Deploying Cloud Services & Applications Properly With Docker & Docker compose

TL;PDR(Too lengthy, Please Do Read) I habituated to write lengthy articles! Please jump to the practical second section below if you go into sound sleep when you see lengthy texts

Hi, engineers. You all might be hearing things like docker and docker compose in the world of DevOps. I got a chance to look at the better ways to deploy our production web services. In this concise article, you are going to take the technique of running multiple production containers using Docker. Docker is a virtualization software that allows us to run multiple Operating Systems on a single machine. Docker creates a virtual layer of abstraction which runs independent containers on a single Linux machine. We are gifted with tools in this modern era and we should utilize them to deliver services seamlessly.

PART — 1 (Know the existing things)

Traditional approach

In the traditional monolithic cloud architecture, we tie everything inside a bigger box and deliver to the customer over the cloud. Because of the explosion of internet availability, irrespective of size of customer base, companies are aligning their strategies to the cloud. In simple words, they are moving to (SAAS) subscription-based model instead of delivering the application directly. This benefits customer to stick with the service until the experience is good. For companies, this gives a lot of scope in adding features swiftly and that in turn boosts the innovation. Cloud model made companies be more productive and agile. Engineers design and develop a cloud service. When it comes to deploying that service operation engineers chose a cloud VPS(Virtual Private Server). They install everything(App server, Database, Proxy Server) on one single box(traditionally) and try to serve customers from there. This approach has a lot of drawbacks(some flexibility perks though) which is the reason for the emergence of Microservices.

In old approach, these pieces are installed on a VPS.

  • Application Server (Node JS, Java or Python)
  • Proxy Server (Apache, Nginx)
  • Cache Server (Redis, Memcached)
  • Database Server(MySQL, PostgreSQL and MongoDB etc)

This approach is not preferred because of the advent of automation and Continuous Integration/Continuous Deployment. We can also capture a snapshot of a given environment to reduce the risks of overstepping into the wrong set of conditions on deploying services.

The concept of micro-services tells to separate the tightly coupled logic and deploy them separately. It means from the above block figure, the application server can be chunked more into independent pieces those talks to each other using HTTP or RPC. It doesn’t mean you need to choose x number of VPS instances to run your services. Containers provide a nice way to simulate isolation within the same machine or server. Docker provides that containerization. If you wrote a service and planning to deploy it on AWS EC2 or any cloud VPS, don’t deploy your stuff as a single big chunk. Instead, run that distributed code in the containers. We are going to see how to containerize our deployment using Docker and Docker Compose.

PART — 2 (Practical Section)

In this section we are going to do three things:

  1. Create a Web service with minimal health check API
  2. Use Nginx to proxy the above web service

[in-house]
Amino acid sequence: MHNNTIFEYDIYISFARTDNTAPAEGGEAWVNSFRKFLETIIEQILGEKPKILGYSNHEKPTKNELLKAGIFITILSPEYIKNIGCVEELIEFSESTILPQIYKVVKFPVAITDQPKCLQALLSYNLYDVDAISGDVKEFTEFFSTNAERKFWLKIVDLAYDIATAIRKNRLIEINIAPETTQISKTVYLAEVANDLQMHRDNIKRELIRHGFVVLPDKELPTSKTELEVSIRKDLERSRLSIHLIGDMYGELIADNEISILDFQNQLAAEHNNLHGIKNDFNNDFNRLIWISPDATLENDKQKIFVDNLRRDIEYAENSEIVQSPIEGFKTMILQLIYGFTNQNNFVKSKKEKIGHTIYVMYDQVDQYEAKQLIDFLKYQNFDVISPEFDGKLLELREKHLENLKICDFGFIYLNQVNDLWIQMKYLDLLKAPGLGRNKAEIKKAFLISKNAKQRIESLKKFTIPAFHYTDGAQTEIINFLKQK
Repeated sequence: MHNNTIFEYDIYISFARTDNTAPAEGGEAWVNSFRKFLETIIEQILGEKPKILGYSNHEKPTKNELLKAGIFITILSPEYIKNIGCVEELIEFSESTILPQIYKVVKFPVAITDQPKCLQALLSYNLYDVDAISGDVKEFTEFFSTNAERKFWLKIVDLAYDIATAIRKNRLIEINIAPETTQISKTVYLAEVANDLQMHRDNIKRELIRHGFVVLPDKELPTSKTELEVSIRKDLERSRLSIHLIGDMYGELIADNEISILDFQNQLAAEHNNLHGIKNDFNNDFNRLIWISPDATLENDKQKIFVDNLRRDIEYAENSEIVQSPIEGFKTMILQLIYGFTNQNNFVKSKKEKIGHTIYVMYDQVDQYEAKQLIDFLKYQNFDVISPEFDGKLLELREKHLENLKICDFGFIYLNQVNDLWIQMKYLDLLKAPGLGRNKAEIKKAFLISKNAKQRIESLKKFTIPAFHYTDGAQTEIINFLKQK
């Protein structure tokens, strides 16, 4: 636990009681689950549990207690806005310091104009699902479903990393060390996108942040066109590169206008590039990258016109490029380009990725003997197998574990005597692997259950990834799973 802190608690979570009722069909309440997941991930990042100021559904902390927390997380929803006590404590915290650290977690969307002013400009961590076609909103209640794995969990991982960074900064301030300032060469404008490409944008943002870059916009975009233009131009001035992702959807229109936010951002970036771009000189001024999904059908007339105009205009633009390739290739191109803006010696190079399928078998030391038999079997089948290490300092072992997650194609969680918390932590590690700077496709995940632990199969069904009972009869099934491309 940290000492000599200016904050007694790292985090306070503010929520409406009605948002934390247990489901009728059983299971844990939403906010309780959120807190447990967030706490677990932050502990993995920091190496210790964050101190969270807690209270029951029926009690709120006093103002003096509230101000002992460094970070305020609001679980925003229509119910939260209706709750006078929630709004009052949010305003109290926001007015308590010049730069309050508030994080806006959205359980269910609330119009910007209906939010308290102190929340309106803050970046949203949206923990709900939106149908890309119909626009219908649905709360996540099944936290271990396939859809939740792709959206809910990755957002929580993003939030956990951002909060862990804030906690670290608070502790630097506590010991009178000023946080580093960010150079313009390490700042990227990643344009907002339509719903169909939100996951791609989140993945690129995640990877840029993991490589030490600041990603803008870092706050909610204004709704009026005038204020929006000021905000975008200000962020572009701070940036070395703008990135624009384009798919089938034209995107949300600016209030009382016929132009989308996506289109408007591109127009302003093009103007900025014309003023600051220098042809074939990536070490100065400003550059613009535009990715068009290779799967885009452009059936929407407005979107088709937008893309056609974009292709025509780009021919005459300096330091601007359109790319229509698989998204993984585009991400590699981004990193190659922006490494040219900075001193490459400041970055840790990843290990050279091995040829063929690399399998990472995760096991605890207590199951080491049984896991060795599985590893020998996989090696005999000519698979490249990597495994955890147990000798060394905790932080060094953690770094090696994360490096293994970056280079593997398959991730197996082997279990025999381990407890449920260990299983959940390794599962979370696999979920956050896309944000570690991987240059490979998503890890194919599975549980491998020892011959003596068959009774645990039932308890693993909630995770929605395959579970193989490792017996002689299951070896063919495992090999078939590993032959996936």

3. Containerize them and deploy

Source code for this project is available here.

For the first step, I am using NodeJS and Express to create a simple health check API. For the second step, we are going to use the Nginx image from the docker hub. For the third step, we are using Docker compose to create services and launch the cluster of containers. Instead of Node JS app, one can think Java Spring application or Django with Gunicorn running on the same port.

If you are new to Docker, please go through the documentation on the official website, they have tons of content on it. I will explain about the docker-compose briefly along with installation.

Why Nginx(or Apache)?

If you are developing a web application(For ex: SPA), you need to write the UI and backend service separately. When you test it, you will run into the CORS(Cross Origin Requests) problem. To overcome you set CORS headers to play nice with incoming requests from different origin. But in production, that approach is strictly discouraged due to security reasons. What should we do? We need to proxy the requests to different port using a proxy server. When we use a proxy server to serve both static files and dynamic services, virtual same origin can be achieved. That negates the CORS.


Make sure you installed Node JS, NPM, and Docker on the host machine(most probably custom Linux or EC2). There are many good installation guides available on the web. Docker compose is a wonderful tool. Install docker compose using these commands.

Hoping we have all above software installed, let us proceed with our illustration. Create a new directory called webService on a Linux machine.

$ mkdir ~/webService

This directory holds the information about our docker containers, source code etc. Create two new directories one for our app service and other for nginx.

$ cd ~/webService
$ mkdir nginx app

Now app will hold the logic for our service. You can also develop that in another place(Git cloned path)and can copy it here before building.

Go inside the app directory and add below files.

Any node project is started by initializing the package.json. Create a package.json like this.


Now let us create the source code for server in app directory